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Made a New Year’s Resolution to Quit? Tips to Stop Smoking during the Pandemic

Frank Leone
Frank T. Leone, MD, MS

Thanks to the COVID-19 pandemic, making healthy lifestyle changes may look a little different. Those who resolved to focus on fitness this year may find themselves seeking alternatives to a traditional gym, and the landscape has also changed for people who want to stop smoking or vaping in 2022.

“Over the course of the pandemic we’ve seen many patients who have relapsed because they’re stuck in the house and stressed out,” said Frank T. Leone, MD, MS, director of Penn Medicine’s Comprehensive Smoking Treatment Program. “As we head into the thick of winter with surges of COVID-19, these restrictions don’t seem to be going anywhere, but there’s still a lot of hope for those who want to make the decision to quit smoking.”

The first step for patients wanting to go tobacco free is to view the chance as a process with a series of steps rather than a switch they can flip on or off. For results that stick, Leone recommends targeting the underlying compulsion to inhale nicotine.

“Nicotine disguises itself as a safety signal in the part of the brain where our survival instincts live, which is why people who smoke will feel a sense of relaxation, and why the prospect of quitting can feel like a threat, or overwhelming anxiety,” Leone said.

Frank Leone and Tierney Fisher
Dr. Leone works with nurse practitioner, Tierney Fisher to discuss treatment for the day’s patients.

That’s where a health care provider is key. Not only will they be able to discuss medications that are available to control the compulsion to smoke or vape, but that step will also set the stage for the rest of the work to build on. While attending group meetings, seeing a counselor, or engaging in online forums can be helpful, Leone tells his patients to go one step further.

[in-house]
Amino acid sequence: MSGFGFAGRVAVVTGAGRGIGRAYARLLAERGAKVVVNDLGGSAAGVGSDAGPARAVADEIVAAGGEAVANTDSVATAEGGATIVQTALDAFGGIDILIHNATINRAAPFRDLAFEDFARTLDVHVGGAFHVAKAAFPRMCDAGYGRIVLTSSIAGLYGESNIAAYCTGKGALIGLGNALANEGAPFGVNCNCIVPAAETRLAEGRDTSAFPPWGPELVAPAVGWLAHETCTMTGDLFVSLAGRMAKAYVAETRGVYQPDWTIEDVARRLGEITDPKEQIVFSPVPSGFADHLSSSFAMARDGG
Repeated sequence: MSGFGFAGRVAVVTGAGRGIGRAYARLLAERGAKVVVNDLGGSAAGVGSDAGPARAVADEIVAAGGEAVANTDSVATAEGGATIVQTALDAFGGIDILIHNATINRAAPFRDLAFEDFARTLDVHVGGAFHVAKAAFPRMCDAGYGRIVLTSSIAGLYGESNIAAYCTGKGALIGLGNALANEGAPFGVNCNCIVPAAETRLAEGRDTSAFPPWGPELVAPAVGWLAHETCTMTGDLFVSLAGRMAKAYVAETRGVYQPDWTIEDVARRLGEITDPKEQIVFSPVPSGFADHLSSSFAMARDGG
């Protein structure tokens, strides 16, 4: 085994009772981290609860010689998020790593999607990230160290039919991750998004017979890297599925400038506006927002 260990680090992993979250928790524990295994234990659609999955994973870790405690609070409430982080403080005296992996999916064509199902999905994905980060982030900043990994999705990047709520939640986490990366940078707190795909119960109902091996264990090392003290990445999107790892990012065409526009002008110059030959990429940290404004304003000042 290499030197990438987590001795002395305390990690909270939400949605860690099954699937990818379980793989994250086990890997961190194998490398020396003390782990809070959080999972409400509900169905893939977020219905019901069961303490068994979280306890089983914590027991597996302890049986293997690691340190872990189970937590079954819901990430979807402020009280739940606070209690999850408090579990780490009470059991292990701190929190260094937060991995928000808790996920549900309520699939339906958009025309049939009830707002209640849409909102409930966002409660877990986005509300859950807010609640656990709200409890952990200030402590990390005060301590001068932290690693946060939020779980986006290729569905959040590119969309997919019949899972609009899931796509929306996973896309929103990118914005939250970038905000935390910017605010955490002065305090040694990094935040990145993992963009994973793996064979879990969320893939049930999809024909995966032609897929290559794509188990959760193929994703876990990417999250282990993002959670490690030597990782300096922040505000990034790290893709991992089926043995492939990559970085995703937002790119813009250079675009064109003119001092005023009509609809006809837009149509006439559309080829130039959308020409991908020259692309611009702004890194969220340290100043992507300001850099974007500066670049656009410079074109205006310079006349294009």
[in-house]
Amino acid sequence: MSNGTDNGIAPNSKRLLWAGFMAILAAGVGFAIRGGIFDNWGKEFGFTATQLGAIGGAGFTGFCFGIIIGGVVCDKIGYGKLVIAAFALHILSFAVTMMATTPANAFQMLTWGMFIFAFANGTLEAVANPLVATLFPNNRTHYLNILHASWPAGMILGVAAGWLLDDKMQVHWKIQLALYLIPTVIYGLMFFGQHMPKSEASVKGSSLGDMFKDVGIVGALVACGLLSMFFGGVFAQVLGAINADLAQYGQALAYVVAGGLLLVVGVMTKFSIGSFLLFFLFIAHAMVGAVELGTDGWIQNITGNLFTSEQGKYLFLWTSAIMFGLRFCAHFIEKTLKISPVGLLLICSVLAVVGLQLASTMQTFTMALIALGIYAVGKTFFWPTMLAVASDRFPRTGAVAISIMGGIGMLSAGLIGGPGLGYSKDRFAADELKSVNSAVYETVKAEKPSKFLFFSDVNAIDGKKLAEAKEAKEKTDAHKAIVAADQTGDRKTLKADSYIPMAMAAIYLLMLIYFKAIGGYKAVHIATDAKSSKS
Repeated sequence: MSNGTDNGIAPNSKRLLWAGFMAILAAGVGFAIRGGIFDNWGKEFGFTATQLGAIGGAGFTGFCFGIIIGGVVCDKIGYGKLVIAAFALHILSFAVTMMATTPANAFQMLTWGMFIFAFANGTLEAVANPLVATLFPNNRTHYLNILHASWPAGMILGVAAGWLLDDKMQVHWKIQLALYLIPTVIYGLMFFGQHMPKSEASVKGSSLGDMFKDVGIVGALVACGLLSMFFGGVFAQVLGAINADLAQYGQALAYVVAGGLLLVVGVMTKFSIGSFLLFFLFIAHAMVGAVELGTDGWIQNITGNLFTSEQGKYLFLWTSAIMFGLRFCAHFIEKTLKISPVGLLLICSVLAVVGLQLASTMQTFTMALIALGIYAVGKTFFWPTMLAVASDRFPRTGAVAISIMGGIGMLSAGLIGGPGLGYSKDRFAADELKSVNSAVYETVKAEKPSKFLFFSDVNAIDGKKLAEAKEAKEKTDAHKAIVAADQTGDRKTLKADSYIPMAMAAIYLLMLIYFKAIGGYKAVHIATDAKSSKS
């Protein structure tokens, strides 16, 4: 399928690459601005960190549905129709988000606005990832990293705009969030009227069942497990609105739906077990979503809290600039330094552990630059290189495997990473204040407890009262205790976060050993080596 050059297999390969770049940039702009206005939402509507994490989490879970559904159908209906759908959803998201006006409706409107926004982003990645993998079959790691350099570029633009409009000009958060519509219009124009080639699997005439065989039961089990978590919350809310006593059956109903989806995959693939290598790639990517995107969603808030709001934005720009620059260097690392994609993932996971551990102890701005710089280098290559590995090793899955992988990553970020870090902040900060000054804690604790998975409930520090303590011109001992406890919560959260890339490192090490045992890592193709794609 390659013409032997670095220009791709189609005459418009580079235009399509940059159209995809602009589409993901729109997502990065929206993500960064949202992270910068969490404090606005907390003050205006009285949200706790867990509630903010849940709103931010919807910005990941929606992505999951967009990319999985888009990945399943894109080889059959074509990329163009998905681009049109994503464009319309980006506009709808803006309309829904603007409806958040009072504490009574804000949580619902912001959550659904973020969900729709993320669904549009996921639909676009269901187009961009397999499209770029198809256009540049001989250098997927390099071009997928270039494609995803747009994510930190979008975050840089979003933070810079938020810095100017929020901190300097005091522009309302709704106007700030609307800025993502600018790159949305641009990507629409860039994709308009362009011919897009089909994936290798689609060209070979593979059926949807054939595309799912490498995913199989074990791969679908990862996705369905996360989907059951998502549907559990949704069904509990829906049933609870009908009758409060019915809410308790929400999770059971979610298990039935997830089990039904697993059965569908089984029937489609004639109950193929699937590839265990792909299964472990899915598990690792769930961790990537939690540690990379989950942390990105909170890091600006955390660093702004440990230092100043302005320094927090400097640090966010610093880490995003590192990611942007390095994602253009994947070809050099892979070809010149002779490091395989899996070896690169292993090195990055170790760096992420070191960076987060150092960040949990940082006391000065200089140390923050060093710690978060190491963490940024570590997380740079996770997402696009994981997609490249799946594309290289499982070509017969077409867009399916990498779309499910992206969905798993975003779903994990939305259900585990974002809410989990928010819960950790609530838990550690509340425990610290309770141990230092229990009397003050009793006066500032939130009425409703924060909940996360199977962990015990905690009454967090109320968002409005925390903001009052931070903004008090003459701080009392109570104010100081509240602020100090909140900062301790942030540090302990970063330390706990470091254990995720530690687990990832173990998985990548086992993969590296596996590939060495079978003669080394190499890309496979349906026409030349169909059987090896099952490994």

“I suggest tailoring a plan to the person’s specific needs, which means looking for resources that are less like pre-set recipes and more like individualized coaching,” he said. “That way, you have someone helping you overcome hurdles in a way that makes sense for your personal situation and needs, because sometimes relapses happen, and that’s ok. I encourage patients to learn from it and not give up.”

Lastly, it may take time for a person to adjust to life without nicotine, and that’s why many benefit from staying on medication treatments for at least six months after their last puff. Long-term nicotine exposure changes the brain, and the practice of extending treatment gives it time to heal, increasing the chances that a person can stick to their resolve to quit.

The pandemic hasn’t been all bad for all smoking cessation patients. Leone said some people found that being stuck inside a non-smoking house, or being more reluctant to go to the store was the push they needed to decide to quit. While this year has presented different challenges for different people, Leone’s enduring advice remains the same.

“We maintain a positive, supportive environment that does not rely on fear or shame to motivate smokers to quit,” Leone shared. “Quitting isn’t about willpower. It’s about finding a personalized strategy and acting on it in stages.”

If you or someone you know is in need of support, call 888-PENN-STOP to learn more about Penn Medicine’s Smoking Treatment Clinic and community Quit Smoking Comfortably programs.

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